Aka Raku Chawan by Raku Kichizaemon Konyu XII sold already
Up for sale is this special example of the beauty of Raku ware, a pottery tradition born more than 400 years ago in the ancient Japanese capital of Kyoto, from the collaboration between great tea master Sen Rikyu (1522-1591) and a potter named Chojiro ( - 1592), the forebear of the great Raku family of potters.
This particular chawan (tea bowl) was made by the 12th bearer of the Raku name, Raku Kichizaemon Konyu (1857-1932), whose works are not very diversified but who created serene introvert vessels, usually in (aka) red.
This chawan of Konyu is in good condition and comes with the original box, which bears his sign.
Size: 2,9'' height, 4,5'' length, 4,7'' width
Hagi chawan by great Saka Koraizaemon IX sold already
I present a Hagi chawan from the Koraizaemon Saka family, offered with the original wood box, dating from the Meiji Period
No cracks and repairs.
Size: 7,9 cm in height x 12 cm in diameter.
The first Hagi wares, a glazed, high-fired stoneware, originated with the Korean potter Li Kyong. He was brought back to Japan by Lord Mori Terumoto after the invasion of Korea in 1593. Many potting centers in Western Japan, such as Agano, Takatori and Satsuma, date their beginnings to the same period and for the same reasons. Local daimyo were not only focused on war activities but also on the world in a chashitsu (tea hut) and were intent on setting up potteries to supply the needed chadogu (tea utensils). Li made pots in the same manner of Korean peasant bowls, those which later came to be called Ido Chawan. He changed his name to Koraizaemon and took the family name Saka; this potting dynasty is still active in Hagi today. In the year Kanbun 3 (1663) a new kiln was founded near Hagi in Matsumoto by the first Kyusetsu, Miwa Chubei Toshisada. Both his and the Saka family served the Mori daimyo until the Meiji Restoration (1868).
Japanese Hagi Chawan Meiji Period with box sold already
This is a wonderful tea bowl of Japanese Hagi Ware, which was made about 100 years ago.
The seal of the potter is stamped on the bottom. Some natural glaze cracks, which were intentionally created in the time of the firing process, are very nice. This bowl has an authentic wabi sabi taste.
Hagi Ware is a type of Japanese pottery most identifiable for its humble forms and use of translucent white glaze. It originated in the early 17th century with the introduction of potters brought back from Japanese invasions of Korea. The local daimyo of the time were very interested in tea ceremony and funded production of this ware. Potters mix different types of local clay. The most standard result is a pink-orange color, called Korean clay. Wares are formed on the wheel and decorated with translucent glaze made of feldspar and ash. The signature chip located on the bottom is a local tradition from the late Edo period when potters would deliberately mark their wares in order to sell them to merchants instead of presenting them as gifts to the Mori clan.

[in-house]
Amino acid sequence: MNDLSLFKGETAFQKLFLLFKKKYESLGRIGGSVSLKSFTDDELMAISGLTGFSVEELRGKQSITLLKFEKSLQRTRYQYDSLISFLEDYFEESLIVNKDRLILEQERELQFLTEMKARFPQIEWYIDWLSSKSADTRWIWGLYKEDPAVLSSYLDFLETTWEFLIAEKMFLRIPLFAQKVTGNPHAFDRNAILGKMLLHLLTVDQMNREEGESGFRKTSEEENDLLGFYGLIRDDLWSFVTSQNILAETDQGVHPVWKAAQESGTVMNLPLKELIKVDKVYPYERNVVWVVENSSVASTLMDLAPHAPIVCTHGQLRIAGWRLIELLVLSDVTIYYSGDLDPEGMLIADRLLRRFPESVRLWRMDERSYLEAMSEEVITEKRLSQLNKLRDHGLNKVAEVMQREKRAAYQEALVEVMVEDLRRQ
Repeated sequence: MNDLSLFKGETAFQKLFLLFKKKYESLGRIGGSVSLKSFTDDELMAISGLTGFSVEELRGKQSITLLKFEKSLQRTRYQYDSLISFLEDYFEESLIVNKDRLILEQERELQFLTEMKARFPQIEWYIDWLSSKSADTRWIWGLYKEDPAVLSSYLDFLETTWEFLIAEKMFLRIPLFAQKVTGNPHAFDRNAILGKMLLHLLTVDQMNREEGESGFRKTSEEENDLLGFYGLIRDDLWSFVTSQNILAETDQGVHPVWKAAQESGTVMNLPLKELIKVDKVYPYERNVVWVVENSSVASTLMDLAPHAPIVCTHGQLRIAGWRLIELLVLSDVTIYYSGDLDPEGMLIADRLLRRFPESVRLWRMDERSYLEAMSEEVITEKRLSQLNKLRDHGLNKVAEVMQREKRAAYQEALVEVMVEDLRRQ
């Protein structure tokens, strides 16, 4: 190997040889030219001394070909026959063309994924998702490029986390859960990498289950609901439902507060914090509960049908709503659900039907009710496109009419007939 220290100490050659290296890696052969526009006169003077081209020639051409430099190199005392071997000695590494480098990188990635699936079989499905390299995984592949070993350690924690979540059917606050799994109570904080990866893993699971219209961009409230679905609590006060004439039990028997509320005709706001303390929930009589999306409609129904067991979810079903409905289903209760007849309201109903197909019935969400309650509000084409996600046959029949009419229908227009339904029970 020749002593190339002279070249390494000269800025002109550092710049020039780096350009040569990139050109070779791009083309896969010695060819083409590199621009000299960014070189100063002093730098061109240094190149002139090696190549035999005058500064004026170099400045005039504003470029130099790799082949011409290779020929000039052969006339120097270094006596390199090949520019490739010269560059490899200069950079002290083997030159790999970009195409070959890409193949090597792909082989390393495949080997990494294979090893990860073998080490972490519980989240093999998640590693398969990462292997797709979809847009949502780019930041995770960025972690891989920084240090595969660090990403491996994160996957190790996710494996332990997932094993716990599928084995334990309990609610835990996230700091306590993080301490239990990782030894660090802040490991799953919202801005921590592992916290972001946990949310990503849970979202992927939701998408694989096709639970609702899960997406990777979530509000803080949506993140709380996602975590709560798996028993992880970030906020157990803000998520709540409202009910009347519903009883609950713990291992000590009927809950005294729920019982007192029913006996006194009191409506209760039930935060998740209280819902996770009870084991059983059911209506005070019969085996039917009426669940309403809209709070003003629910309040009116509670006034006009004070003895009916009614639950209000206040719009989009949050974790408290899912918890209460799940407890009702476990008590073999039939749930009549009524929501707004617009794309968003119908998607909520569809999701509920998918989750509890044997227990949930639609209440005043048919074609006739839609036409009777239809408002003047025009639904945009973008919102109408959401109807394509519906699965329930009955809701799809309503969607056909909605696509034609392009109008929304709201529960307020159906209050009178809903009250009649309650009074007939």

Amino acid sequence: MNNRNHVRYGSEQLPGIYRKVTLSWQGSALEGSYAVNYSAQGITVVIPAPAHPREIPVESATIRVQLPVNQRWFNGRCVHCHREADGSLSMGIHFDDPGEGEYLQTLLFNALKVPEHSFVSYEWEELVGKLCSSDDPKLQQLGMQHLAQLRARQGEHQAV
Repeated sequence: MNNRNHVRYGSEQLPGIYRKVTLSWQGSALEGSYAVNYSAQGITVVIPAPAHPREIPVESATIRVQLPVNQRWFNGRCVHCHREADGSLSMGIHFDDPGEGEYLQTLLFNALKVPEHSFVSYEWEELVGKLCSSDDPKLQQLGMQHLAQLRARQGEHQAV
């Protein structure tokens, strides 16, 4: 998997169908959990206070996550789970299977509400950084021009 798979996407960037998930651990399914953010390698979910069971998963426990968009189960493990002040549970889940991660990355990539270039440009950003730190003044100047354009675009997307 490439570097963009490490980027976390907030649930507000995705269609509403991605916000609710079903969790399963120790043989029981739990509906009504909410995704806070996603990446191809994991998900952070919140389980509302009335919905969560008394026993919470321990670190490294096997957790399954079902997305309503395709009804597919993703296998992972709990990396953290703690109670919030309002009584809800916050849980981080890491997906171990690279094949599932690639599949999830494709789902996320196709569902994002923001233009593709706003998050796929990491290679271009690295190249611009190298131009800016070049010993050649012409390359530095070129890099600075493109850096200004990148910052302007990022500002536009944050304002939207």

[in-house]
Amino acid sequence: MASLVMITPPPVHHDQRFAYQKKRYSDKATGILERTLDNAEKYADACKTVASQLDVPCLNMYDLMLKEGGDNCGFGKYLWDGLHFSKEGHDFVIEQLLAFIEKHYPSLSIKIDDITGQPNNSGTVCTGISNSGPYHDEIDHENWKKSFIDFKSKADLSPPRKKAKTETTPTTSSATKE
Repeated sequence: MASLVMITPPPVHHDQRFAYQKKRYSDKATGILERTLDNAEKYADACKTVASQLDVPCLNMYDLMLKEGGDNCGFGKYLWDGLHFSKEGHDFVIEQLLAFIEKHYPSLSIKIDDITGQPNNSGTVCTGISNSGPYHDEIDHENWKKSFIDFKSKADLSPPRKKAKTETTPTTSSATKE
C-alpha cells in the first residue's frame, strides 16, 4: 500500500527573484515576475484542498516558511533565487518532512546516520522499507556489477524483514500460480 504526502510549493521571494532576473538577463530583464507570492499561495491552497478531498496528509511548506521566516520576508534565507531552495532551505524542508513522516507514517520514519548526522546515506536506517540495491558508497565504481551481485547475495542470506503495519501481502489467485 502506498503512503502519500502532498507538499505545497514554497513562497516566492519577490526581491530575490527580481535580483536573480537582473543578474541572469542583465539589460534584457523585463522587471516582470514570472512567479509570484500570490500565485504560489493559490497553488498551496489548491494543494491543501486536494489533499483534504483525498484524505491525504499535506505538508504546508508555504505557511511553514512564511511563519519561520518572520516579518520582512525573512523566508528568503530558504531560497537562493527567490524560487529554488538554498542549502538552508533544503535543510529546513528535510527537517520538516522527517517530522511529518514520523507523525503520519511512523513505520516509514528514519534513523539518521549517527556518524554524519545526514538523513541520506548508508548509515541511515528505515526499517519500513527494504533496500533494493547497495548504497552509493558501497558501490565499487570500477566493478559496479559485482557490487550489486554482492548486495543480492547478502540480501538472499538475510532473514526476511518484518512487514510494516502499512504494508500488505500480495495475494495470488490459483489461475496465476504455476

We offer this tea bowl with a high quality wood box.
Size: 11,7cm diameter x 9,3cm height.
Tanba Chawan with natural cracks 120 years Meiji Period sold already
We like to offer you this hand shaped Tanba Chawan with natural glaze cracks. It was made during Meiji Period and is 120 years old.
As shown in the pictures, it's in good condition for its age. The foot of the bottom has a small chip (Please refer to the last picture to check it), but it does not diminish its beauty.
Tanba Ware originated approximately 800 years ago and has played an essential role in people's daily lives, as well as becoming sought after as artwork in recent years. Its distinguishing feature is its simplicity and absence of decorative flourishes. It consists mainly of tableware made for daily use, made with a view to being a part of daily life.
Practical knowledge about daily life was drawn on in making Tanba-yaki pottery, so that the finished product is easy to use, and to the touch imparts a sense of the warmth of the earth and of the people.
Size: Dia. max. 5.2-5.9"(13.3-14.9 cm) x 3.5"(9.0 cm).
Samurai Tea Bowl with Silver glaze 395 $
Meiji Era (around 1910) Samurai Tea Bowl with fantastic painting, marked on the bottom 'Heian'.
White porcelain from Kyo ware is coated with vivid silver glaze and a handpainting of ocean, clouds and a kabuto (a Japanese amor samurai helmet).
Kabuto is a type of helmet first used by ancient Japanese warriors, and in later periods, they became an important part of the traditional Japanese armour worn by the samurai class and their retainers in feudal Japan.
Great wooden box included.
Size: 6,5cm height, 13,5cm diameter.
Covered Tea Cup of Kutani with great ao chibu 395 $
This is a wonderful Japanese covered tea cup of Kutani Ware. It was made 150 years ago.
It has a vivid and strong granular hand painting called 'ao chibu'.
The cup has painted kanji letters on the inside. No chips, cracks or repairs.
The tea cup will be sold together with its antique wood box.
Size: 3,8'' height x 3,2'' width.